Now that you're excited with me about nature study, what comes next?
We get to go outside! You can, of course, learn about nature from books, and that has its place, but you really need to go outside so that you, and your children, can experience nature first hand. Consider this quote from Charlotte Mason:
You and your children need to experience the wonder and beauty of nature. There's nothing like seeing first-hand how ants behave by watching an anthill, or what kinds of flowers butterflies like, and what's blooming each season.
|Making friends with|
We have a couple of small dogwood trees in our yard, and they're starting to come on. There are all kinds of flowers that come up in our lawn around this time of year. We've learned to identify henbit deadnettle, common speedwell, chickweed, violas, and cranesbill just from looking in the grass. We have a butterfly bush, and have seen swallowtails, black swallowtails, painted ladies, and monarchs, along with some smaller ones I haven't identified yet. We have bird feeders, and off the top of my head we've seen downy, hairy and red-bellied woodpeckers; goldfinches; cardinals; cedar waxwings; chickadees, blue jays; Carolina wrens; house finches and ruby-throated hummingbirds. We found a praying mantis by our front porch, and she became a beloved pet. We have three different kinds of oak trees alone in the little stand of trees between our house and the neighbor's.
My son and I went on a walk around the block in our small town last week, and just look at the flowers we found! If we hadn't been outside, we wouldn't have seen them. (Left to right: white violet, purple violet, cinquefoil, cranesbill, white clover)
|Flowers from our walk|
We like to explore other places, too. There is a nice park here with a little stream, and my kids enjoy splashing in it. I like to go there because different plants grow by the water than we find in our yard, and some different trees, too. There is another park on a little mountain (well, they call it a mountain) with some hiking trails, and we see different plants there, too. They also have a list they publish of the birds we might see there, so we like to keep an eye out. Our extended family lives in Michigan, and there is a whole different world of nature study up there, too.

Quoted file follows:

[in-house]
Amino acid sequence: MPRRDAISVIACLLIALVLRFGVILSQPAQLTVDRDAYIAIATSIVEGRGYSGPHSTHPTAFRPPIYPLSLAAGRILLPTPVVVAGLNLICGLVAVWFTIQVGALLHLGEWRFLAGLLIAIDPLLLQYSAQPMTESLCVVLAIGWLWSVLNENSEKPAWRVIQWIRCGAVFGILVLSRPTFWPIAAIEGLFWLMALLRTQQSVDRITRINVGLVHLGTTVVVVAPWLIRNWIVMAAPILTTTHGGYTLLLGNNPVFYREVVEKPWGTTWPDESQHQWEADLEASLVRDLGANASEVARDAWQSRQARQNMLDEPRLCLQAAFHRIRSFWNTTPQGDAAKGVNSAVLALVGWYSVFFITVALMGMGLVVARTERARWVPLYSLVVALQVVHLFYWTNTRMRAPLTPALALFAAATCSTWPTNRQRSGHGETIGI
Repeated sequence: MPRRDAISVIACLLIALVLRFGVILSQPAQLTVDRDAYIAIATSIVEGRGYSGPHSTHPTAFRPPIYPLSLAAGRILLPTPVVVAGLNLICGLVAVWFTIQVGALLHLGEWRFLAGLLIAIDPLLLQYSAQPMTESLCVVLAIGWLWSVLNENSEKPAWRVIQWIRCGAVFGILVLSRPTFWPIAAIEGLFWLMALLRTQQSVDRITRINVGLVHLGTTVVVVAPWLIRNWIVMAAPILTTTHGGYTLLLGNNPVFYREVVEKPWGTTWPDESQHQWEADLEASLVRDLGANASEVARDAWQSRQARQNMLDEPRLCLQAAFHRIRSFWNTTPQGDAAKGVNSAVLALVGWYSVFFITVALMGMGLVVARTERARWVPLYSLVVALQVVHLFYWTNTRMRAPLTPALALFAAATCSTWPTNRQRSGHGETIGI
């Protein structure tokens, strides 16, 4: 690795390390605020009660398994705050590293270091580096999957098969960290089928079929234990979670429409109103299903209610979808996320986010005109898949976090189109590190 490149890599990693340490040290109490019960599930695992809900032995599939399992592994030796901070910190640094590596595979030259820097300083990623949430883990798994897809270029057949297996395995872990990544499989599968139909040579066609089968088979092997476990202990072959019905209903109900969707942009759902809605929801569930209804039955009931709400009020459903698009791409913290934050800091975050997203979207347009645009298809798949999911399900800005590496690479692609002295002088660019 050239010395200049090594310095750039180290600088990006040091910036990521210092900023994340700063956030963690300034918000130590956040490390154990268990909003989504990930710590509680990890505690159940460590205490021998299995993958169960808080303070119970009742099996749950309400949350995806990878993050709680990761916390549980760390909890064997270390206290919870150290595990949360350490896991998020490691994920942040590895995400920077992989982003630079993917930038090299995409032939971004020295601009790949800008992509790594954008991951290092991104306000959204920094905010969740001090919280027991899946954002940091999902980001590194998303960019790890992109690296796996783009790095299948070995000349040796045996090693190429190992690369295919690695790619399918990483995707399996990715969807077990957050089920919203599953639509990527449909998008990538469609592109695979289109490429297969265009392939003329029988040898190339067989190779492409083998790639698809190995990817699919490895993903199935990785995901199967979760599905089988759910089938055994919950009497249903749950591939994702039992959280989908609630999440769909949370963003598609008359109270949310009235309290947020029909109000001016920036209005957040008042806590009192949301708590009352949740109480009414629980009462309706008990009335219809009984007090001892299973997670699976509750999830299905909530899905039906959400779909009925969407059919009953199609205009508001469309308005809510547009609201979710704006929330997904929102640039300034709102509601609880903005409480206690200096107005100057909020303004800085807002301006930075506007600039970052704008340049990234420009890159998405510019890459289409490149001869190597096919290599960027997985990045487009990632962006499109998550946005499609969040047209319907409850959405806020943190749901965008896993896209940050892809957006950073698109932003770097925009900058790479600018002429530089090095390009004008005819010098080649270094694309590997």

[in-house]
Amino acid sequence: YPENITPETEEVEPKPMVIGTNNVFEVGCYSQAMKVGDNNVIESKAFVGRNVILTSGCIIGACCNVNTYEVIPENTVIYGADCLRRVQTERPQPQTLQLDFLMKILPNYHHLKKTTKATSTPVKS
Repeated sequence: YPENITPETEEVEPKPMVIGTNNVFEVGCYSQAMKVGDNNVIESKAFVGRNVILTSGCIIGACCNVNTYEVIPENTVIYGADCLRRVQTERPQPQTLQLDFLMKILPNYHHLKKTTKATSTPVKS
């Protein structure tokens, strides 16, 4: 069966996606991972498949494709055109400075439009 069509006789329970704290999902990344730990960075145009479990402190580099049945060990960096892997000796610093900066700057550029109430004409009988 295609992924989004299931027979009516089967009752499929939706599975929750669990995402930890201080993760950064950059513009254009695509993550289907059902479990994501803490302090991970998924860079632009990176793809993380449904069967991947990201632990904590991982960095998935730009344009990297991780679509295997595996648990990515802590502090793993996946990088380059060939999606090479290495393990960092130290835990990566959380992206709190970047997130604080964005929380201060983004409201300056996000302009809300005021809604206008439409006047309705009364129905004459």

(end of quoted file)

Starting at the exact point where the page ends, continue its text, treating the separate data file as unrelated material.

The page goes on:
|Exploring the stream|
Once you're outside, just start looking around. Do you have trees in your yard, or nearby? Adopt them as "year-long friends," as Charlotte Mason said. Do they have flowers in the spring? When do their leaves start to come out? What does their bark look like? Do they make fruit or seeds that animals like? Can you see any nests in them?
You might be wondering how to go about identifying things once you've found them. Be sure to check back tomorrow to hear about some tools we like!
Don't forget to check out some the other participants in the 5 Days Blog Hop:
Aurie @ Our Good Life ~ Photography Tips and Tricks
Dinah @ The Traveling Classroom ~ Tips for Learning a Second Language
Julie @ Nurturing Learning ~ Art Resources
Tara @ This Sweet Life ~ Preparing for a New School Year
Sara @ Embracing Destiny ~ Purposeful Living
Rebekah @ There Will Be A $5 Charge for Whining ~ Culinary Adventures for Boys
Beth @ Ozark Ramblings ~ Photoshop Elements for Homeschool
Hillary @ Our Homeschool Studio ~ Fitting in the Extras